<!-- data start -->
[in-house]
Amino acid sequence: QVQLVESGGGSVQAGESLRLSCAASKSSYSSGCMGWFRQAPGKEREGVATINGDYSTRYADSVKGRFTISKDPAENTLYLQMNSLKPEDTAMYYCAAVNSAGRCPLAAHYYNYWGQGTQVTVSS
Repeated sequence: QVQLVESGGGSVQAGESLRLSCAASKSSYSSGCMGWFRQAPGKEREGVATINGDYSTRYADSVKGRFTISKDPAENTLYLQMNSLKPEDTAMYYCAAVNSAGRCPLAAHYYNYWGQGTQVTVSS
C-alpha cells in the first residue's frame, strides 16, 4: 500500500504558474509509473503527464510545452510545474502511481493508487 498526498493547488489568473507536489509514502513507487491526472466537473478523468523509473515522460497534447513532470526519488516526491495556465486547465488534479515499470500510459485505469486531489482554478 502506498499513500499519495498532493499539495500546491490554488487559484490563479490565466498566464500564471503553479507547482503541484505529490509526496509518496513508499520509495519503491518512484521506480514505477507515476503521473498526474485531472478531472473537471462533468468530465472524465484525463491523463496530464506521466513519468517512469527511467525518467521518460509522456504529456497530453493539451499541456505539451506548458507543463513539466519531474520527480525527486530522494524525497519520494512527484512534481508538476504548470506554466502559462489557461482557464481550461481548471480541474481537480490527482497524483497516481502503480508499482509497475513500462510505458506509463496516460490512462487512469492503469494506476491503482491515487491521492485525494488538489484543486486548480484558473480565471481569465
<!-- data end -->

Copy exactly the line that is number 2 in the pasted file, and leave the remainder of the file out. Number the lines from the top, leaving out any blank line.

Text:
Amino acid sequence: QVQLVESGGGSVQAGESLRLSCAASKSSYSSGCMGWFRQAPGKEREGVATINGDYSTRYADSVKGRFTISKDPAENTLYLQMNSLKPEDTAMYYCAAVNSAGRCPLAAHYYNYWGQGTQVTVSS